Ultimately the actual TCO will come down to the expertise your organization has on staff and how many spare cycles they can put towards maintaining an open source solution like LINBIT SDS. I feel like this is where I can insert one of my favorite quotes regarding open source software, “think free as in free speech, not free beer.”

Concluding Thoughts

I’ve proven, at least to myself but hopefully to you the reader, that you could run LINBIT SDS and Kubernetes on a cluster that fits in a shoe box, with a price tag that’s probably lower than the shoes that came in said shoe box. The efficiency of LINSTOR when coupled with the resilient block storage from DRBD makes running edge services possible using replaceable hardware. The self healing nature of Kubernetes and LINBIT SDS makes replacing a node as easy as running a single command to add it to the Kubernetes cluster, making the combination an excellent platform for running persistent containers at the edge.

After using this “Potato cluster” for a few days to write this blog, I am happy with it, but I’m also eager to tinker with other ARM-based systems that are a bit more powerful. In the past I’ve used DRBD and Pacemaker for HA clustering on small form factor Micro ATX boards with Intel processors to great success, but the low power and size requirements of newer ARM-based systems is attractive for edge environments. If you have experience with a specific hardware platform that could fit this bill, consider joining the LINBIT Slack community and dropping me a message.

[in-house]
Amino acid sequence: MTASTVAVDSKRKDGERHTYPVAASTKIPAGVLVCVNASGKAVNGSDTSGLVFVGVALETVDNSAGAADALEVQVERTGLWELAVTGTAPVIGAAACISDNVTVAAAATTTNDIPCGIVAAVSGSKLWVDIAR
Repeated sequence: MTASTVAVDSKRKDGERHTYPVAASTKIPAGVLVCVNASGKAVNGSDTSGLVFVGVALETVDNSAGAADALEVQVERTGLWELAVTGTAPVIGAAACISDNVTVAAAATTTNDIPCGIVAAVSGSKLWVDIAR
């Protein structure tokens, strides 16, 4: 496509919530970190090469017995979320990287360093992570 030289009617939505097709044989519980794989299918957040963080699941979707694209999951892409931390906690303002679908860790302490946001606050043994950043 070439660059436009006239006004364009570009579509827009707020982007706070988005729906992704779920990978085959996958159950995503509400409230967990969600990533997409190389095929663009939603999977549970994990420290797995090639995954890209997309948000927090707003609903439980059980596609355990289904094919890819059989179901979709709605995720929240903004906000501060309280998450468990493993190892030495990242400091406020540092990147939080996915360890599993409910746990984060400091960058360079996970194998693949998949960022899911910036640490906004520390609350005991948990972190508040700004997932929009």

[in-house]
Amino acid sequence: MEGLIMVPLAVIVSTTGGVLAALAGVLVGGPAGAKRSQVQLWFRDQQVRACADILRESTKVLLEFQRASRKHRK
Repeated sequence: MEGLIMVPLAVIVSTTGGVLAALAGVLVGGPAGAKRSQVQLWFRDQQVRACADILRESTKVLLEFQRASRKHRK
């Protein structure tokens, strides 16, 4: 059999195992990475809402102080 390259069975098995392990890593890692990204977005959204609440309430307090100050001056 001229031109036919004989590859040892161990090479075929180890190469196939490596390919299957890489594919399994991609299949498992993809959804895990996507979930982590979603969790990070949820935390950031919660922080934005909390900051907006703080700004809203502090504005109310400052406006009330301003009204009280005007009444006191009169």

Matt Kereczman

Matt Kereczman

Matt Kereczman is a Solutions Architect at LINBIT with a long history of Linux System Administration and Linux System Engineering. Matt is a cornerstone in LINBIT's technical team, and plays an important role in making LINBIT and LINBIT's customer's solutions great. Matt was President of the GNU/Linux Club at Northampton Area Community College prior to graduating with Honors from Pennsylvania College of Technology with a BS in Information Security. Open Source Software and Hardware are at the core of most of Matt's hobbies.

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LINBIT is committed to protecting and respecting your privacy, and we’ll only use your personal information to administer your account and to provide the products and services you requested from us. From time to time, we would like to contact you about our products and services, as well as other content that may be of interest to you. If you consent to us contacting you for this purpose, please tick above to say how you would like us to contact you.